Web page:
Shiny Shelf

The Feathered Serpent DVD

By Lance Parkin on 30 September 2011

A common criticism of television drama is that it’s very samey, that one hospital drama leads to another, that everything’s just a diet of reality shows and there are only rare glimmers of ambition at any level.

So, anyway, the Thames series ‘The Feathered Serpent’ that ran for two seasons in 1976 and 1977, is a drama set in an Aztec city where the peaceful Emperor Kukulkhan has abandoned the vicious old gods, and a vicious old priest, Nasca, is not happy.

The characters have names like Chimalma, Mahoutec and Heumac, and they all, men and women, wear tiny skirts, eyeshadow and gold adornment. There’s political intrigue, people are stabbed, tortured, poisoned and strangled. At stake is the issue of reason, and how religion is used for political ends. This is conducted as a battle of intrigue between old men with the younger generation in the crossfire, delivered in theatrical style.

Oh, and it’s a children’s show.

As a ‘Doctor Who’ fan, the hook for me was that the villain of the piece, Nasca is played by the actor who portrayed the second Doctor, Patrick Troughton. He’s fantastic, dripping malevolence and fanaticism, but balancing it with clear cynicism and calculation. Does he believe in his dark god Teshcata? It’s a complicated question. It motivates his every move, but he is also constantly faking signs from the gods, he knows that the temple is full of magic tricks to impress the herd.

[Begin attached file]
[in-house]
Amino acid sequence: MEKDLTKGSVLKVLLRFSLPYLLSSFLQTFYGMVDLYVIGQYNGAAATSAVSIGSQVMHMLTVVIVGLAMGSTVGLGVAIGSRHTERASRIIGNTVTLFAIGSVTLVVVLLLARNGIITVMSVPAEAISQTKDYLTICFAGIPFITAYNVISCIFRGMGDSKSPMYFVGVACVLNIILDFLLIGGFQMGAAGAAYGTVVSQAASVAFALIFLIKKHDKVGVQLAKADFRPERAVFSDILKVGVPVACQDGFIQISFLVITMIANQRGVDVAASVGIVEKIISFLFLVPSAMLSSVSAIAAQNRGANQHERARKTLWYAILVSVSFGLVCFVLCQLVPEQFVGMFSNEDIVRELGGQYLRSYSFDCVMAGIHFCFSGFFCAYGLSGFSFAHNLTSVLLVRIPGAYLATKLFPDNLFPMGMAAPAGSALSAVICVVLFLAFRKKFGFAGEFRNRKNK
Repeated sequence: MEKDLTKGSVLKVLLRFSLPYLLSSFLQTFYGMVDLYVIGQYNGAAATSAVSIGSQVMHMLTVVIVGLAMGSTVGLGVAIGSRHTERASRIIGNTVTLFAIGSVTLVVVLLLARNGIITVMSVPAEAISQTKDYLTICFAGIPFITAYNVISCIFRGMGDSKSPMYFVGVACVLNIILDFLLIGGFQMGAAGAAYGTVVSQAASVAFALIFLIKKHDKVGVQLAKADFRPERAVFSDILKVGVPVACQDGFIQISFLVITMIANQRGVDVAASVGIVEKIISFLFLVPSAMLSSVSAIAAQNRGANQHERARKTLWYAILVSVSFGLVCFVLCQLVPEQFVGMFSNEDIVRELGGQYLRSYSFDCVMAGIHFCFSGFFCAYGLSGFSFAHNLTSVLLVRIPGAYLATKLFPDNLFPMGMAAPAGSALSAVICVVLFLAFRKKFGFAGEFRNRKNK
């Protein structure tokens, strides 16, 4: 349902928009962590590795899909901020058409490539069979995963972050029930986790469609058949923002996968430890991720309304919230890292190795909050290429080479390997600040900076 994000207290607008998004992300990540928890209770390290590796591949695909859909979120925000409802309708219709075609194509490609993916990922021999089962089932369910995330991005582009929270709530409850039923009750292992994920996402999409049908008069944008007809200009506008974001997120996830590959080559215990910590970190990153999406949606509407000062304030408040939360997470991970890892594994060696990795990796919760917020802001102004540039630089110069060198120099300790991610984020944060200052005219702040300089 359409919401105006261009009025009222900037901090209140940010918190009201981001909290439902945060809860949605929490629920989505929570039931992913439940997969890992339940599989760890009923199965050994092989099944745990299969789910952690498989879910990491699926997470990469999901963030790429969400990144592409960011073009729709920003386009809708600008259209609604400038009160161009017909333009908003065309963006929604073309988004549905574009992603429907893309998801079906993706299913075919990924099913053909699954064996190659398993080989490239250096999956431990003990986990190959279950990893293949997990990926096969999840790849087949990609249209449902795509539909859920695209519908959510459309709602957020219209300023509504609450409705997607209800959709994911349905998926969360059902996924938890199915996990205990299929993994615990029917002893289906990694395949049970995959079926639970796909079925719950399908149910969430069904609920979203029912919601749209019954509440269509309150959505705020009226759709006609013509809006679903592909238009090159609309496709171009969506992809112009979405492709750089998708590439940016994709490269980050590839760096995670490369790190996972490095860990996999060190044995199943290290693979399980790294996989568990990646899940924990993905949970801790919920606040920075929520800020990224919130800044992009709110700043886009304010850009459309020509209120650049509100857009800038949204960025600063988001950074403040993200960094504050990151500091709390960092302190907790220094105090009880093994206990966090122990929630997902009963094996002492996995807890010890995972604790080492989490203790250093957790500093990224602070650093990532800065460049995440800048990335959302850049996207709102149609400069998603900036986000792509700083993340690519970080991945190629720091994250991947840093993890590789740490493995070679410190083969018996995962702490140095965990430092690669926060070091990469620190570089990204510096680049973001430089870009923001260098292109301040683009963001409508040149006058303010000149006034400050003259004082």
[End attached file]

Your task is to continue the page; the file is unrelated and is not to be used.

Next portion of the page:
As a ‘Doctor Who’ fan, though, I’m struck by just how like the 1972 serial ‘The Curse of Peladon’ it all is. It’s got basically the same story, from the overarching plot (old priest plots against his leader to preserve superstition) to the details (there’s lots of pulling down of flaming torches to reveal secret tunnels to the temple, incriminating objects left around and brawling).

The Aztec costumes are, if anything, more alien and weird than anything ‘Doctor Who’ ever came up with (although like Peladon, it’s all very glam rock). I wouldn’t be at all surprised to learn both drew from a common source, but for the moment, I do wonder if it’s simply a case of this show lifting it. They do a good job, and it’s a story that balances the big ideas and great declarative speeches with action and adventure.

Troughton stands out, but the rest of the cast play it like they’d play Shakespeare, and as it’s a series made entirely in the studio, on small sets, it comes across as very stagey. This is immensely to the series’ benefit, it means that the cast are taking something very seriously that they could have undermined very easily by giggling. Tony Steedman is immensely regal as the progressive old king, Diane Keen is very fetching as his daughter. The whole cast takes a series that might have looked and felt ridiculous and just makes it work.

Ultimately, the show feels a lot like ‘Curse of Peladon’, but it’s also clearly taking cues from ‘I, Claudius’, another historical saga where a subtle word out of place can prove as deadly as a dagger.

With ‘The Feathered Serpent’, you can come for the oddity, the sheer strangeness of seeing a giant see-through Patrick Troughton wearing a green blanket and ‘Mighty Boosh’ eyeshadow and demanding human sacrifice. But you stay for a very human story, with a smart, modern, humanistic message and written and played by a great cast.

‘The Feathered Serpent’ is the love child of ‘I, Claudius’ and ‘Doctor Who’, and is just as peculiar and rewarding as that sounds.

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By Lance Parkin

Lance Parkin writes lots of things, including a biography of Alan Moore that's due out late next year. Find out more at his website.

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